Julian Dashper solo exhibition Untitled, Michael Lett Gallery, Auckland, New Zealand

Julian Dashper, Michael Lett Gallery, New Zealand

Julian Dashper
Untitled (Victory Over Death Part 3), 2007
Acrylic primed jute
3 panels, each 920 x 3000mm
Overall installed dimensions 2760 x 5000mm

July 10 – August 17, 2013

from ‘9 Views of Julian Dashper’s Last Works’
David Herkt

‘In the history of Art, late works are the catastrophes.’ – Theodore Adorno

1. White
Hospital-white, poppy-white, snow-white, overdose-white, stark-white. Julian Dashper’s ‘Untitled (Victory over death Part 3)’ 2007, like many of the works from this final period of the artist’s career, manages both a profound gaping emptiness and a conceptual plenitude. “This elusive quality it is, which causes the thought of whiteness, when divorced from more kindly associations, and coupled with any object terrible in itself, to heighten that terror to the furthest bounds,” wrote Herman Melville in Chapter XLII, ‘The Whiteness of The Whale’, in Moby Dick. But Dashper’s white is more than this, if more is possible. Frequently Dashper’s white has been overpainted on a white pre-primed canvas. (“This work was made by putting on another painting, which is the same, on top of it. A painting of a painting if you like.” – My new pants, 2005). The deathly terror of the blank canvas is multiplied by intentionality and piled upon itself. Dashper’s white canvas is over-determined to the point of stress. Emptiness redoubled. White-line fever, white-out…

2. Last Works
Last works, his last works, the last works of the artist Julian Dashper. They are reducible to a document of biography, the works of the dying artist, but that is to do them an extreme disservice. There are also more formal concerns. Losing substance with each day, Dashper’s final works hang upon the very edge of thinghood. It is as if their solid existence is both an acknowledgement of dimensioned being and a pointer to the fact that the real game is elsewhere. The weight of their existence in a conceptual world often far outweighs their presence in common space. They are works touched by death. As autobiography (“very thing I do as an artist is always intertwined with me as person.” – The morphine paintings, 2006) they take their place in a process which can only be perceived in its totality post-mortem. They are still part of a progression that is not yet resolved, and cannot be resolved by the artist himself. They are a dialogue between Being and Non-Being on the edge of Nothingness. They preserve the idea of decoration, of painting, but these fragments of décor are suspended on the brink of dissolution, wisps in storm. They are works which turn to say farewell while being blown out the door.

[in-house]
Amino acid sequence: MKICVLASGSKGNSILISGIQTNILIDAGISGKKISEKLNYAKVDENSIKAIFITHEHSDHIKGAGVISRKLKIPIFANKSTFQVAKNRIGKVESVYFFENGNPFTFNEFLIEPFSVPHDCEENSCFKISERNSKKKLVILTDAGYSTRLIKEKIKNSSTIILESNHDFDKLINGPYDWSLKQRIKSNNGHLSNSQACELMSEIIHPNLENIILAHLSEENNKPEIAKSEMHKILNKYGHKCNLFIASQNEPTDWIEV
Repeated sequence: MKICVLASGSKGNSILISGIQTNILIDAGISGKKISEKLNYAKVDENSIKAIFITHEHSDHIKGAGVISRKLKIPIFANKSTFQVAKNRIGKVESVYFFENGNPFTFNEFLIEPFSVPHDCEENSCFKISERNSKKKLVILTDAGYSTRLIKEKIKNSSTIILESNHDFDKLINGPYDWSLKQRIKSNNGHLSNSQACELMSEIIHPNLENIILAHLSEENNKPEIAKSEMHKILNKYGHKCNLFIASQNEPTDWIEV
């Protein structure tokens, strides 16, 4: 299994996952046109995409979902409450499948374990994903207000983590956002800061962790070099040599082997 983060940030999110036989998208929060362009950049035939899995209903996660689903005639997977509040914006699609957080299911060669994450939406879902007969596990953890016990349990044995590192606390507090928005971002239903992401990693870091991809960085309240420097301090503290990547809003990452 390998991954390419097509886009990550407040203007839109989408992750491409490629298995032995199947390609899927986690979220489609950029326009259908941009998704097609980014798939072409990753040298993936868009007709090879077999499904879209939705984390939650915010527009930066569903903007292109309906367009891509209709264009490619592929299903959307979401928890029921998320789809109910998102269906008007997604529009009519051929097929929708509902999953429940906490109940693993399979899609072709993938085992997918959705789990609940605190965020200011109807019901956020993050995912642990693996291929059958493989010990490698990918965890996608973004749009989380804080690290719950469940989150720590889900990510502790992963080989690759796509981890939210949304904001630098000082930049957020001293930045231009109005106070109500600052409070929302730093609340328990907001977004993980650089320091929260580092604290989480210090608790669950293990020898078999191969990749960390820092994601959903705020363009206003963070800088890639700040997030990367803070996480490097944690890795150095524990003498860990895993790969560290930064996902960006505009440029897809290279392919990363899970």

3. Blank Canvas
“The power of subjectivity in the late works of art is the irascible gesture with which it takes leave of the works themselves,” wrote Theodore Adorno in his key essay ‘Late Style in Beethoven’ (1937). “It breaks their bonds, not in order to express itself, but in order, expressionless, to cast off appearance of art. Of the works themselves, it leaves only fragments behind, and communicates itself, like a cipher, only through the blank spaces from which it has disengaged itself.” Daspher’s late works are a break, stripped down to its essence. They are not vacant. They are a rupture into the real. They are paintings which have profoundly jettisoned painting. Their superficial quiet conceals a maelstrom. ‘The work is silent at the instant it is left behind,’ Adorno continues, ‘and it turns its emptiness outward.’